Opening 4 Aug 2011
Angéle’s (Clotilde Hesme) son Yohan lives with the ex parents-in-law. The film opens with her seeking a birthday present for Yohan, but, when the time comes to give it to him after school, she pushes it onto her father-in-law who is there to fetch the boy. In just a few minutes we catch the hopeless situation of a young woman who fails at the challenges of daily life. She has no real residence or job, must check in with a parole officer, and has quick sex with strangers. There is only one constant: she wishes to live with her son. Therefore she advertises for a “father.” Luckily for her, a fisherman named Tony scoops her up. He is neither Mr. Universe nor a super hero, but just a simple man, whose father, a fisherman like himself, died at sea. In spite of resistance from his mother and brother, he installs Angéle into his household, even showing her how to sell and clean fish. Suddenly, she has a roof over her head, a job, and companionship. Naturally, there is no surprise when love follows and all is well.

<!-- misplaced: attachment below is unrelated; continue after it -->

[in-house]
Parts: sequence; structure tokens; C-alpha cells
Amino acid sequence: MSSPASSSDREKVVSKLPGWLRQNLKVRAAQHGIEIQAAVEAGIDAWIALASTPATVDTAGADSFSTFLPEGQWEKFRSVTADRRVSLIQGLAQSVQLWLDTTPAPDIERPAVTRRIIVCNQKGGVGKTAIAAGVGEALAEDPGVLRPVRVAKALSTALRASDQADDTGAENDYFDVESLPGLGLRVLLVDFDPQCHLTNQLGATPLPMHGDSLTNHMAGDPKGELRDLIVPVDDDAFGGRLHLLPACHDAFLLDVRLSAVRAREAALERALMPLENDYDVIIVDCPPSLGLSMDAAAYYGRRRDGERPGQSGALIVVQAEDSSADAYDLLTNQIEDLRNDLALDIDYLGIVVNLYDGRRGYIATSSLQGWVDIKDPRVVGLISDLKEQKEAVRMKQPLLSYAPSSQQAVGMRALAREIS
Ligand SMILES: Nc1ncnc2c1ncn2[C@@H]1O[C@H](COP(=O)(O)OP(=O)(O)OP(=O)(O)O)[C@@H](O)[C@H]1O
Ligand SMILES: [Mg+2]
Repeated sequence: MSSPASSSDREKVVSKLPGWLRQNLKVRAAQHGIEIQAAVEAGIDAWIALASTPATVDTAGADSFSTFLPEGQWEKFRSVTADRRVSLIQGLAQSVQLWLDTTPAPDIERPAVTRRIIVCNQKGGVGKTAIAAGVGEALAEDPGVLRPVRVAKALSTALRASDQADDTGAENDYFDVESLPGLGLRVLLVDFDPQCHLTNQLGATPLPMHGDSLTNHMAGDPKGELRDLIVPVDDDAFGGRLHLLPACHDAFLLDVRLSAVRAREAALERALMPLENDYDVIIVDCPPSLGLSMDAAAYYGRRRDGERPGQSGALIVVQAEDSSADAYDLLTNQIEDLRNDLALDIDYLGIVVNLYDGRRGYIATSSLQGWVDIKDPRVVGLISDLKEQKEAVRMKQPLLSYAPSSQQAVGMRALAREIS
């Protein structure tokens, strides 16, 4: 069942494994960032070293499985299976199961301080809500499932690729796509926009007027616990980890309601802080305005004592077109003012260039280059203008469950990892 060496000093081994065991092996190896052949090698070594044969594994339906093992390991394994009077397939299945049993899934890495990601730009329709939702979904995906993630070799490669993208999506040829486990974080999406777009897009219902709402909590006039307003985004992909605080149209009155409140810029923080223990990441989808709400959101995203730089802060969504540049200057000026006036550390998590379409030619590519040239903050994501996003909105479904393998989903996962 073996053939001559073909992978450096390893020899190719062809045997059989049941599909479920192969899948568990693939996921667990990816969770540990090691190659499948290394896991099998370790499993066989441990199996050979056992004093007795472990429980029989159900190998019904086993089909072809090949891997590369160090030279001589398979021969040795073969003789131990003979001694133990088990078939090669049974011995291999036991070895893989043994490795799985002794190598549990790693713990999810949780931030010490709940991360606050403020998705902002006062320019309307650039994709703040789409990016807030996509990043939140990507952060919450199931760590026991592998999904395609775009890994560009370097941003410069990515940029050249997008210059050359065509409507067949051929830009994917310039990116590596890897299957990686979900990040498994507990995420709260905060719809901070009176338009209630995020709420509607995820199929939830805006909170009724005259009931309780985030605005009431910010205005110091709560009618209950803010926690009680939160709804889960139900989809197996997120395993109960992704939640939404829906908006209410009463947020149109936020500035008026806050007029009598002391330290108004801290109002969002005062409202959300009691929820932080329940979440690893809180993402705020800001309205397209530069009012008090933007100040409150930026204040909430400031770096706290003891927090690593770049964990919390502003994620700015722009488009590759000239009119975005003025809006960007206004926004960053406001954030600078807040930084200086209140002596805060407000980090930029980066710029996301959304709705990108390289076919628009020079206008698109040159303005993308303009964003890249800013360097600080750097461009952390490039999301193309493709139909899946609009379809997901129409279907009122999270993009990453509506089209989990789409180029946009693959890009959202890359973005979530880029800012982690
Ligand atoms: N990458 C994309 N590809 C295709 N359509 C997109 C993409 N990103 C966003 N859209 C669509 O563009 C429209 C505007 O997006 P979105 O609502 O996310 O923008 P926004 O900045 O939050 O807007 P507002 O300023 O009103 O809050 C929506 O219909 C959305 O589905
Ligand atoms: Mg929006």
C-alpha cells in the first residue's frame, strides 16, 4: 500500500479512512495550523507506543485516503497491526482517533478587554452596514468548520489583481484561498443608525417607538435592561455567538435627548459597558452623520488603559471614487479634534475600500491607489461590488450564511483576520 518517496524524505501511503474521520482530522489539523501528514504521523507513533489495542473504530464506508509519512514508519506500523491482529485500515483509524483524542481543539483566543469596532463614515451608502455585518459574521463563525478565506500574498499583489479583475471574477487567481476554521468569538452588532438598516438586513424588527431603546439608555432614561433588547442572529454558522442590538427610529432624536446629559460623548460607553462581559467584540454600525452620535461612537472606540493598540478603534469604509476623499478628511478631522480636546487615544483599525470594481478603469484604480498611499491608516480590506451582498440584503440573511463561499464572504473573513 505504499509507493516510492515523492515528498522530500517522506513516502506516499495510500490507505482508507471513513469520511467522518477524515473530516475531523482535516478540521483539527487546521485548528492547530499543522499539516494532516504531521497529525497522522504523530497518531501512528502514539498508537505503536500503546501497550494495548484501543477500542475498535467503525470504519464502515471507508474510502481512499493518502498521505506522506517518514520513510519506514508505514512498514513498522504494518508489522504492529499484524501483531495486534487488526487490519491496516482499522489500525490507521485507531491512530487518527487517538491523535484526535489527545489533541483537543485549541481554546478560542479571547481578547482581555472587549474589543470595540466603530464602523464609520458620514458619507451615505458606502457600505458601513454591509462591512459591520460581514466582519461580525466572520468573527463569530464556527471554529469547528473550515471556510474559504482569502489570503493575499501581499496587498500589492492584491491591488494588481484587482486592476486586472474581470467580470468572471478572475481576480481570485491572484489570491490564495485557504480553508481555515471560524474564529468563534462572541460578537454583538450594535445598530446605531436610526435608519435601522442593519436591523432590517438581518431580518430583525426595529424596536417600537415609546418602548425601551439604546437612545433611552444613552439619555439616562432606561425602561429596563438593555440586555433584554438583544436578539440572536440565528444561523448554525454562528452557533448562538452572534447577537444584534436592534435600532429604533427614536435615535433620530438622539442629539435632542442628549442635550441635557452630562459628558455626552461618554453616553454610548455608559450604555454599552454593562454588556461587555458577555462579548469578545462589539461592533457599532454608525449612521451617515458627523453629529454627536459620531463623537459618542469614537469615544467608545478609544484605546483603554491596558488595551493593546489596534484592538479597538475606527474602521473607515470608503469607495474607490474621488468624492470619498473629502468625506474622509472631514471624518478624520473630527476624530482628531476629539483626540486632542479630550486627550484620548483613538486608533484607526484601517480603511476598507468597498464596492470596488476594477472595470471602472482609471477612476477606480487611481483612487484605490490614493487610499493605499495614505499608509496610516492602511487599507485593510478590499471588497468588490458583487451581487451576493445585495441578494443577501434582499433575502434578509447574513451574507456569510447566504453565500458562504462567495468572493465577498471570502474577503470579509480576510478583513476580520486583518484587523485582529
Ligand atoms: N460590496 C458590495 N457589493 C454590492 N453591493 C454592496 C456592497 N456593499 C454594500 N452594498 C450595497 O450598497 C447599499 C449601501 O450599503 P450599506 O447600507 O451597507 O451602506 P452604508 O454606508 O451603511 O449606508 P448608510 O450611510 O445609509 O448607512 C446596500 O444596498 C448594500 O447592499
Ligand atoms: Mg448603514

This is another one of those small, heartfelt films with sparse dialogue and annoying, distracting plunk-plunk-plunk music. Perhaps the best part is the beautiful scenery and the ever-present sea in Normandy, France. We can be thankful that Tony is a fisherman and not an insurance salesman. I especially enjoyed the mother (Evelyne Didi), who seems down to earth, a hard worker who copes with a female ex-convict at her kitchen table – not everyone’s dream, no matter how much you love your son. Actually, the story is about two mothers who love their sons. My favourite scene was in front of a bridal shop where Tony proposes marriage without having to say much. Conversation is not his strong point. Delete all the long scenes of Angéle riding her bicycle yet again, and it would have the perfect length. Director Alix Delaporte won France’s prize for best first film. Good luck to this successful female director who definitely has potential. (Becky Tan)